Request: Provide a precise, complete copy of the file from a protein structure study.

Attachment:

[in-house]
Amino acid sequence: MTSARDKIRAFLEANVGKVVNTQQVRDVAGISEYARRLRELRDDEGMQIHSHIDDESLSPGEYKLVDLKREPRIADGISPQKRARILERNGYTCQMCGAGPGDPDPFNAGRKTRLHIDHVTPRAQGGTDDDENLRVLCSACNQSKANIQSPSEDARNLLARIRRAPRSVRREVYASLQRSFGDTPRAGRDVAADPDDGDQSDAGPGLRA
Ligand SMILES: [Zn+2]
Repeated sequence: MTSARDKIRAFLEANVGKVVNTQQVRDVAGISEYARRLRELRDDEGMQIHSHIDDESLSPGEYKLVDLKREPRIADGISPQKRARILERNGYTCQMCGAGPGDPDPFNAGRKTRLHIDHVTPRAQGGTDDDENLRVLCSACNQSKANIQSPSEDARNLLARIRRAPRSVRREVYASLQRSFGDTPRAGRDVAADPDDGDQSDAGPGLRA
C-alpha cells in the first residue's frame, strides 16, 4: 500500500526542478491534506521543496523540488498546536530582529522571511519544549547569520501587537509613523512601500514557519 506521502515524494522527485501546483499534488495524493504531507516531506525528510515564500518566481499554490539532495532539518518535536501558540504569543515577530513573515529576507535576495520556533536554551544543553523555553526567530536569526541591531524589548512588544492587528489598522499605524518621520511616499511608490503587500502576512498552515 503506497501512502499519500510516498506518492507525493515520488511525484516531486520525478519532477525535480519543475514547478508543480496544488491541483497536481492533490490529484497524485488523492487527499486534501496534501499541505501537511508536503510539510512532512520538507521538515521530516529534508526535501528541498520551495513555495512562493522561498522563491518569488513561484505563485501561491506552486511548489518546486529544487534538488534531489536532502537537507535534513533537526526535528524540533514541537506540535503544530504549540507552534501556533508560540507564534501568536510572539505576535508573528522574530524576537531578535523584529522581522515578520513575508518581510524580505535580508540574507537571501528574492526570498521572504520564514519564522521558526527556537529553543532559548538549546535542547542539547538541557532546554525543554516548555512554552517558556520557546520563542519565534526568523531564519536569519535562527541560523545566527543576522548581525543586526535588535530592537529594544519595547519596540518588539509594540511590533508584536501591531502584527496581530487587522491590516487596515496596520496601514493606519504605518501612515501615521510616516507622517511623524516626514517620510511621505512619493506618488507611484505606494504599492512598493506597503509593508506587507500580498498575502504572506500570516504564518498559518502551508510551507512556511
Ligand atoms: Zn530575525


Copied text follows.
[in-house]
Amino acid sequence: MTSARDKIRAFLEANVGKVVNTQQVRDVAGISEYARRLRELRDDEGMQIHSHIDDESLSPGEYKLVDLKREPRIADGISPQKRARILERNGYTCQMCGAGPGDPDPFNAGRKTRLHIDHVTPRAQGGTDDDENLRVLCSACNQSKANIQSPSEDARNLLARIRRAPRSVRREVYASLQRSFGDTPRAGRDVAADPDDGDQSDAGPGLRA
Ligand SMILES: [Zn+2]
Repeated sequence: MTSARDKIRAFLEANVGKVVNTQQVRDVAGISEYARRLRELRDDEGMQIHSHIDDESLSPGEYKLVDLKREPRIADGISPQKRARILERNGYTCQMCGAGPGDPDPFNAGRKTRLHIDHVTPRAQGGTDDDENLRVLCSACNQSKANIQSPSEDARNLLARIRRAPRSVRREVYASLQRSFGDTPRAGRDVAADPDDGDQSDAGPGLRA
C-alpha cells in the first residue's frame, strides 16, 4: 500500500526542478491534506521543496523540488498546536530582529522571511519544549547569520501587537509613523512601500514557519 506521502515524494522527485501546483499534488495524493504531507516531506525528510515564500518566481499554490539532495532539518518535536501558540504569543515577530513573515529576507535576495520556533536554551544543553523555553526567530536569526541591531524589548512588544492587528489598522499605524518621520511616499511608490503587500502576512498552515 503506497501512502499519500510516498506518492507525493515520488511525484516531486520525478519532477525535480519543475514547478508543480496544488491541483497536481492533490490529484497524485488523492487527499486534501496534501499541505501537511508536503510539510512532512520538507521538515521530516529534508526535501528541498520551495513555495512562493522561498522563491518569488513561484505563485501561491506552486511548489518546486529544487534538488534531489536532502537537507535534513533537526526535528524540533514541537506540535503544530504549540507552534501556533508560540507564534501568536510572539505576535508573528522574530524576537531578535523584529522581522515578520513575508518581510524580505535580508540574507537571501528574492526570498521572504520564514519564522521558526527556537529553543532559548538549546535542547542539547538541557532546554525543554516548555512554552517558556520557546520563542519565534526568523531564519536569519535562527541560523545566527543576522548581525543586526535588535530592537529594544519595547519596540518588539509594540511590533508584536501591531502584527496581530487587522491590516487596515496596520496601514493606519504605518501612515501615521510616516507622517511623524516626514517620510511621505512619493506618488507611484505606494504599492512598493506597503509593508506587507500580498498575502504572506500570516504564518498559518502551508510551507512556511
Ligand atoms: Zn530575525